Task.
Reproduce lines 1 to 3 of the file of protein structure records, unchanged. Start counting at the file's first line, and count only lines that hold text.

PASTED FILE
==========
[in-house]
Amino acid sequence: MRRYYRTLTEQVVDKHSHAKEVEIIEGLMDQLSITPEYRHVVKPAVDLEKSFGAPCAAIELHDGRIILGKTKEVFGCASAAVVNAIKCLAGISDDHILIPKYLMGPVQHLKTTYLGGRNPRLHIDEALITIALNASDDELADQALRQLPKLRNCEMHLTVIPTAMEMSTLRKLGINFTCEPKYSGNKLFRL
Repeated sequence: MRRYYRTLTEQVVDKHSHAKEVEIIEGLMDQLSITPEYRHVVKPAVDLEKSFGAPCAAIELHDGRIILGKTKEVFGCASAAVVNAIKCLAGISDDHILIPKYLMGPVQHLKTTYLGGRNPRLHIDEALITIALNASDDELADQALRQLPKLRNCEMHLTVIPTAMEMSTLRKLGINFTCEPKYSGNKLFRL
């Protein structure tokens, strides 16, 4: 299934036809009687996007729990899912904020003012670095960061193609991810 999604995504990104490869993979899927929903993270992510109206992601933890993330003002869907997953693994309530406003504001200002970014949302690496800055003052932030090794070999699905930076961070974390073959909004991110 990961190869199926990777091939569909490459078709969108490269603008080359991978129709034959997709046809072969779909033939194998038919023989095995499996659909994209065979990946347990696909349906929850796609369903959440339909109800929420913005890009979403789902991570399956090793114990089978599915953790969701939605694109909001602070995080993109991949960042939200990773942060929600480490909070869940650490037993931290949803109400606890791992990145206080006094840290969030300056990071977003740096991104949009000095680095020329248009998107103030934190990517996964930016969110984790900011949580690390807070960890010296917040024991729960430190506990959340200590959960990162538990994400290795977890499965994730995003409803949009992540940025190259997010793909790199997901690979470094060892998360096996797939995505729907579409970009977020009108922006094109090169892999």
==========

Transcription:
[in-house]
Amino acid sequence: MRRYYRTLTEQVVDKHSHAKEVEIIEGLMDQLSITPEYRHVVKPAVDLEKSFGAPCAAIELHDGRIILGKTKEVFGCASAAVVNAIKCLAGISDDHILIPKYLMGPVQHLKTTYLGGRNPRLHIDEALITIALNASDDELADQALRQLPKLRNCEMHLTVIPTAMEMSTLRKLGINFTCEPKYSGNKLFRL
Repeated sequence: MRRYYRTLTEQVVDKHSHAKEVEIIEGLMDQLSITPEYRHVVKPAVDLEKSFGAPCAAIELHDGRIILGKTKEVFGCASAAVVNAIKCLAGISDDHILIPKYLMGPVQHLKTTYLGGRNPRLHIDEALITIALNASDDELADQALRQLPKLRNCEMHLTVIPTAMEMSTLRKLGINFTCEPKYSGNKLFRL